Pistol powders are generally of the fast-burning double-base type for use in short-barreled guns. Shotgun powders are also fast burning and double-base, designed to burn completely under low pressures. Rifle powders are generally slower burning to accelerate a rifle bullet down a long barrel with maximum velocity while producing minimum pressures.
Winchester has replaced metal powder cans with its new plastic packaging, which keeps volatiles in and moisture out of the powder inside.
As smokeless powders deteriorate, they generate small amounts of nitric acid. Stabilizers are added to these powders to absorb acid byproduct. Most powders have fifty or more years of life before the stabilizers are used up and nitric acid begins to leach out of the nitrocellulose, leaving plain cellulose and reducing the efficiency of the powder. Occasionally powder will deteriorate owing to acid residue that was not properly washed out in the manufacturing process. Such powder will take on an unpleasant acidic smell and a brown dust looking very like rust will appear in the powder.
Powder in this condition will not shoot well, giving poor ignition and low power. It should be disposed of. Metal cans containing powder will sometimes rust on the interior, producing a very similar-appearing dust, but without the characteristic odor. This does not harm the powder and can be removed by dumping the powder on a flat piece of bed sheet, spreading it evenly, and gently blowing off the dust.
The powder should then be placed in another container. An empty plastic powder bottle is good so long as it is clearly marked as to what it is. It is a good idea to mark containers of powder with the date of purchase and then use the oldest first. Opened containers of powder should be checked at least every year for signs of rust or deterioration if they are not being used. Sealed containers should be left sealed until they are to be used. Alcohols and occasionally camphor are added to stabilize burning characteristics. Powder containers should be kept tightly closed to keep these volatile additives from evaporating into the air.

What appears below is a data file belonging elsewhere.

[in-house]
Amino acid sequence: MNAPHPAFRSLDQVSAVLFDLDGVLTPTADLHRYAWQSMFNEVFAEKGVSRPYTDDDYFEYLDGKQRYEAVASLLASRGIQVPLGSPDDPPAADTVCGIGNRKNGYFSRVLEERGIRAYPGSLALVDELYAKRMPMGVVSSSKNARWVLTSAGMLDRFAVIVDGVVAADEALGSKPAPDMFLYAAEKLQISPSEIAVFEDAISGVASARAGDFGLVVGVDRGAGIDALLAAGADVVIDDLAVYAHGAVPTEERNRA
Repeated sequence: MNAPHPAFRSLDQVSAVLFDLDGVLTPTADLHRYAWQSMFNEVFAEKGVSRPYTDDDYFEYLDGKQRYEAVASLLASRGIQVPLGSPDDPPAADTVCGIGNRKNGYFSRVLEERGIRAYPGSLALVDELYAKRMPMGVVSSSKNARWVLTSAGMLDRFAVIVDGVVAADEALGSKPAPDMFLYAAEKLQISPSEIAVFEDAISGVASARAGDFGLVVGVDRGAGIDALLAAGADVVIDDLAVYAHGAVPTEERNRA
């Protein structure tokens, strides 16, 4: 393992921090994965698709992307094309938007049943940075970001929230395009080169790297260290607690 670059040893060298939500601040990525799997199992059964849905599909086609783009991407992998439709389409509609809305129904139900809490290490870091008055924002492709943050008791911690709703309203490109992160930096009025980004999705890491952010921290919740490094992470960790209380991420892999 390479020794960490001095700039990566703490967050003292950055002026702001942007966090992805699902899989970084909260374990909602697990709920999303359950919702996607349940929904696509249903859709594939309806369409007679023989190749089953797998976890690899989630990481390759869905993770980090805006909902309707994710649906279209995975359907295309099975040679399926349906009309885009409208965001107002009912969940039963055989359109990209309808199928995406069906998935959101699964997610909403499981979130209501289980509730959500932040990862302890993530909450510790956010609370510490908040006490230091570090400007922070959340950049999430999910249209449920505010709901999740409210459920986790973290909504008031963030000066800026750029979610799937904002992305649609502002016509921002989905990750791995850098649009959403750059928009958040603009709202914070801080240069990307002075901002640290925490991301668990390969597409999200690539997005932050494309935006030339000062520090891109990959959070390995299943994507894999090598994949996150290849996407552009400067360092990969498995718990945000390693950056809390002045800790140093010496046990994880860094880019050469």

Smokeless powder is toxic if ingested because the nitroglycerin component causes heart irregularity. British soldiers in WWI chewed smokeless powder from rifle cartridges to cause a brief though severe illness to get off the line, until medical authorities discovered this practice. Children have a tendency to taste things; smokeless powder should not be one of them.
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